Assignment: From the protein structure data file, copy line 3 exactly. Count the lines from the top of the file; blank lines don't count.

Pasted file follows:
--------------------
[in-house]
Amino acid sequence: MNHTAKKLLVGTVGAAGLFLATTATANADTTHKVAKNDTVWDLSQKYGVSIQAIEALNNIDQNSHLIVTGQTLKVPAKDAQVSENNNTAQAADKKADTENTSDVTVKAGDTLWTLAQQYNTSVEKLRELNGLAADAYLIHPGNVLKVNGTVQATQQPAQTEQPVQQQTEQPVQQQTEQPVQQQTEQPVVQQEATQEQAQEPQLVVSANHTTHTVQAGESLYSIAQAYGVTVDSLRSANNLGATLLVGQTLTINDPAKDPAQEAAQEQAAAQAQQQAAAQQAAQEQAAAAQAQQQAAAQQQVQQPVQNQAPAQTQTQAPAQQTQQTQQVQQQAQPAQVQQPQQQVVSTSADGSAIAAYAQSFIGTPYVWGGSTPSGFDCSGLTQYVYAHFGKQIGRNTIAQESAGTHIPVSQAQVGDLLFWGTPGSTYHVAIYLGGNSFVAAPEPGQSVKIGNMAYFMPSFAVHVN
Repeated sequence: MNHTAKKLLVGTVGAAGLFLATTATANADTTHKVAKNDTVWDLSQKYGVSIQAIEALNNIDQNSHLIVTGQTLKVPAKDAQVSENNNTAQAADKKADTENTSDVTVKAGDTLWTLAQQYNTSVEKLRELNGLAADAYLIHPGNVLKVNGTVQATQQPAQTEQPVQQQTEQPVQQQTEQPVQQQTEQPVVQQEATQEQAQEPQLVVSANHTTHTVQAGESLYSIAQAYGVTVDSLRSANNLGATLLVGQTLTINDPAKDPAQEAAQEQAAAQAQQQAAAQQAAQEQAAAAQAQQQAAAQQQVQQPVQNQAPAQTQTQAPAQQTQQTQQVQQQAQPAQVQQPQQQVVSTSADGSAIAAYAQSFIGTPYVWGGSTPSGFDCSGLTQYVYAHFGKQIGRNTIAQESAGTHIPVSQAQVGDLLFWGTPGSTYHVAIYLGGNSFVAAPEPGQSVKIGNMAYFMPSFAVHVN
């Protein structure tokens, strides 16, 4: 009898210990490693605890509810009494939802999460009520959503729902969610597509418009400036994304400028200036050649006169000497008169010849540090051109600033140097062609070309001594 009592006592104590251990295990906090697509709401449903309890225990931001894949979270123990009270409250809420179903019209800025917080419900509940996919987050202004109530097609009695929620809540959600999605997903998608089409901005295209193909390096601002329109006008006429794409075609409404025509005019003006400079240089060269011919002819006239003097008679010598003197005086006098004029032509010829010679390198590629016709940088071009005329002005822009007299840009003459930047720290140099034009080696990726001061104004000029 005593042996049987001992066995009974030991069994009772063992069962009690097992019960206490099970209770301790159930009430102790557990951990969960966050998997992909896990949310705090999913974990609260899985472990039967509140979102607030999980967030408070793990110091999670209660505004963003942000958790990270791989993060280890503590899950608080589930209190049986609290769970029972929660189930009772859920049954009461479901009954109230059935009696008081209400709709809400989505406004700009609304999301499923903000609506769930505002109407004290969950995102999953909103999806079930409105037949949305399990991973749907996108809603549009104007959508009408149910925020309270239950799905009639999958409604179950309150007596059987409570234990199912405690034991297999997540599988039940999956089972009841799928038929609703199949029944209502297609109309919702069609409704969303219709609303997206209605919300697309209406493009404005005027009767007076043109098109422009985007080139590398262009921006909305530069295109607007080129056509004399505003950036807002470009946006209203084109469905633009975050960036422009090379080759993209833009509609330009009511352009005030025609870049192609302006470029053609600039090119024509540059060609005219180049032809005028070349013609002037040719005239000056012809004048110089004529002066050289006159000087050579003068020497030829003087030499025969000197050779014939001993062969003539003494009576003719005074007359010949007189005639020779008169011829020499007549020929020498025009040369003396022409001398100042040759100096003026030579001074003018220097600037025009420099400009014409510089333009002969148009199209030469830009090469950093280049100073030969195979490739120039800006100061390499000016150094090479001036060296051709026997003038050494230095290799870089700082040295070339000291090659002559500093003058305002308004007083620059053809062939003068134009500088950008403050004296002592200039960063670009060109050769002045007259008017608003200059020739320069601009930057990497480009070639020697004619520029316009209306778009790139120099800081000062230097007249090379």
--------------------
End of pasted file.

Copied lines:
Repeated sequence: MNHTAKKLLVGTVGAAGLFLATTATANADTTHKVAKNDTVWDLSQKYGVSIQAIEALNNIDQNSHLIVTGQTLKVPAKDAQVSENNNTAQAADKKADTENTSDVTVKAGDTLWTLAQQYNTSVEKLRELNGLAADAYLIHPGNVLKVNGTVQATQQPAQTEQPVQQQTEQPVQQQTEQPVQQQTEQPVVQQEATQEQAQEPQLVVSANHTTHTVQAGESLYSIAQAYGVTVDSLRSANNLGATLLVGQTLTINDPAKDPAQEAAQEQAAAQAQQQAAAQQAAQEQAAAAQAQQQAAAQQQVQQPVQNQAPAQTQTQAPAQQTQQTQQVQQQAQPAQVQQPQQQVVSTSADGSAIAAYAQSFIGTPYVWGGSTPSGFDCSGLTQYVYAHFGKQIGRNTIAQESAGTHIPVSQAQVGDLLFWGTPGSTYHVAIYLGGNSFVAAPEPGQSVKIGNMAYFMPSFAVHVN